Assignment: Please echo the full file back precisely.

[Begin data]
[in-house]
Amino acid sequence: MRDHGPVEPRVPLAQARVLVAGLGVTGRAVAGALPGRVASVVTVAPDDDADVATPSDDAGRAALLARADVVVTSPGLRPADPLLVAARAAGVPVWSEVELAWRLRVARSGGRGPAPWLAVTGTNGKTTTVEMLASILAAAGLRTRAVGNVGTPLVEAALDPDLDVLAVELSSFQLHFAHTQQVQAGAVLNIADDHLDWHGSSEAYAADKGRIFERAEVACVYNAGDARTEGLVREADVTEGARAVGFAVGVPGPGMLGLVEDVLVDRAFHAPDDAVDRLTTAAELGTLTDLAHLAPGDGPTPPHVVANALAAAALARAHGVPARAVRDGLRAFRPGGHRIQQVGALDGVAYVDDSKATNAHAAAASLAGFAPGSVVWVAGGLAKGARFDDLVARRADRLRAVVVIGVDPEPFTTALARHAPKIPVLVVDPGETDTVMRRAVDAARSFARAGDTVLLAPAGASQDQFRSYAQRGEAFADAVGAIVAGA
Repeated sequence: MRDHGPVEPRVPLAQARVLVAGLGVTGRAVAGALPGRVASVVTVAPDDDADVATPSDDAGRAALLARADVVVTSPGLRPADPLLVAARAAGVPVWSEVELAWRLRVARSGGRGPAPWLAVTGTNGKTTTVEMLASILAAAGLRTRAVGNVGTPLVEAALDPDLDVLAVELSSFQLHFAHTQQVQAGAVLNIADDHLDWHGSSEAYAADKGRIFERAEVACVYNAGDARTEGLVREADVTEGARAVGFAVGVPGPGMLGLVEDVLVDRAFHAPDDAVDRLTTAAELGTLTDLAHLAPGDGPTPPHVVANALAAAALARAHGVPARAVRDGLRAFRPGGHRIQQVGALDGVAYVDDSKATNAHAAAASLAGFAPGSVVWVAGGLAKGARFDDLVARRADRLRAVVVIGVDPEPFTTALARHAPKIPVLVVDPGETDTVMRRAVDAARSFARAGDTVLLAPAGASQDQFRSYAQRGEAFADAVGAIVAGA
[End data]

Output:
[in-house]
Amino acid sequence: MRDHGPVEPRVPLAQARVLVAGLGVTGRAVAGALPGRVASVVTVAPDDDADVATPSDDAGRAALLARADVVVTSPGLRPADPLLVAARAAGVPVWSEVELAWRLRVARSGGRGPAPWLAVTGTNGKTTTVEMLASILAAAGLRTRAVGNVGTPLVEAALDPDLDVLAVELSSFQLHFAHTQQVQAGAVLNIADDHLDWHGSSEAYAADKGRIFERAEVACVYNAGDARTEGLVREADVTEGARAVGFAVGVPGPGMLGLVEDVLVDRAFHAPDDAVDRLTTAAELGTLTDLAHLAPGDGPTPPHVVANALAAAALARAHGVPARAVRDGLRAFRPGGHRIQQVGALDGVAYVDDSKATNAHAAAASLAGFAPGSVVWVAGGLAKGARFDDLVARRADRLRAVVVIGVDPEPFTTALARHAPKIPVLVVDPGETDTVMRRAVDAARSFARAGDTVLLAPAGASQDQFRSYAQRGEAFADAVGAIVAGA
Repeated sequence: MRDHGPVEPRVPLAQARVLVAGLGVTGRAVAGALPGRVASVVTVAPDDDADVATPSDDAGRAALLARADVVVTSPGLRPADPLLVAARAAGVPVWSEVELAWRLRVARSGGRGPAPWLAVTGTNGKTTTVEMLASILAAAGLRTRAVGNVGTPLVEAALDPDLDVLAVELSSFQLHFAHTQQVQAGAVLNIADDHLDWHGSSEAYAADKGRIFERAEVACVYNAGDARTEGLVREADVTEGARAVGFAVGVPGPGMLGLVEDVLVDRAFHAPDDAVDRLTTAAELGTLTDLAHLAPGDGPTPPHVVANALAAAALARAHGVPARAVRDGLRAFRPGGHRIQQVGALDGVAYVDDSKATNAHAAAASLAGFAPGSVVWVAGGLAKGARFDDLVARRADRLRAVVVIGVDPEPFTTALARHAPKIPVLVVDPGETDTVMRRAVDAARSFARAGDTVLLAPAGASQDQFRSYAQRGEAFADAVGAIVAGA